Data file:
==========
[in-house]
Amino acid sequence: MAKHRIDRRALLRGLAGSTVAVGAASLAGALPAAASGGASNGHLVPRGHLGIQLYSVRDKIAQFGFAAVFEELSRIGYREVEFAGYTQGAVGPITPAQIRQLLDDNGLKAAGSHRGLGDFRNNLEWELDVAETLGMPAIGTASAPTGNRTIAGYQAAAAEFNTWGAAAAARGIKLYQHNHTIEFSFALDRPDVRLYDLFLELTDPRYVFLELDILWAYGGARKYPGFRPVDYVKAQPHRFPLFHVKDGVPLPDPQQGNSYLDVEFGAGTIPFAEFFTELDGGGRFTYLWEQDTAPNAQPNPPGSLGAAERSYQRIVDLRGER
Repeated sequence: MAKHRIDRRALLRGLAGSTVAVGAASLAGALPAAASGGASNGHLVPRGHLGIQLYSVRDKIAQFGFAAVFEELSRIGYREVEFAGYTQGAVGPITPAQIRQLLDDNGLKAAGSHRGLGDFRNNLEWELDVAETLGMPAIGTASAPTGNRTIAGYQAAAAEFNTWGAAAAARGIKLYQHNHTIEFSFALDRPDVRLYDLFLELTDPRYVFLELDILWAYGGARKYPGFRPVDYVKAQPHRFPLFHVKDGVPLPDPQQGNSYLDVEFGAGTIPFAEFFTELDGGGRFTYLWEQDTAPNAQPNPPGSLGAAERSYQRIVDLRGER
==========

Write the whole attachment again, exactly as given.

[in-house]
Amino acid sequence: MAKHRIDRRALLRGLAGSTVAVGAASLAGALPAAASGGASNGHLVPRGHLGIQLYSVRDKIAQFGFAAVFEELSRIGYREVEFAGYTQGAVGPITPAQIRQLLDDNGLKAAGSHRGLGDFRNNLEWELDVAETLGMPAIGTASAPTGNRTIAGYQAAAAEFNTWGAAAAARGIKLYQHNHTIEFSFALDRPDVRLYDLFLELTDPRYVFLELDILWAYGGARKYPGFRPVDYVKAQPHRFPLFHVKDGVPLPDPQQGNSYLDVEFGAGTIPFAEFFTELDGGGRFTYLWEQDTAPNAQPNPPGSLGAAERSYQRIVDLRGER
Repeated sequence: MAKHRIDRRALLRGLAGSTVAVGAASLAGALPAAASGGASNGHLVPRGHLGIQLYSVRDKIAQFGFAAVFEELSRIGYREVEFAGYTQGAVGPITPAQIRQLLDDNGLKAAGSHRGLGDFRNNLEWELDVAETLGMPAIGTASAPTGNRTIAGYQAAAAEFNTWGAAAAARGIKLYQHNHTIEFSFALDRPDVRLYDLFLELTDPRYVFLELDILWAYGGARKYPGFRPVDYVKAQPHRFPLFHVKDGVPLPDPQQGNSYLDVEFGAGTIPFAEFFTELDGGGRFTYLWEQDTAPNAQPNPPGSLGAAERSYQRIVDLRGER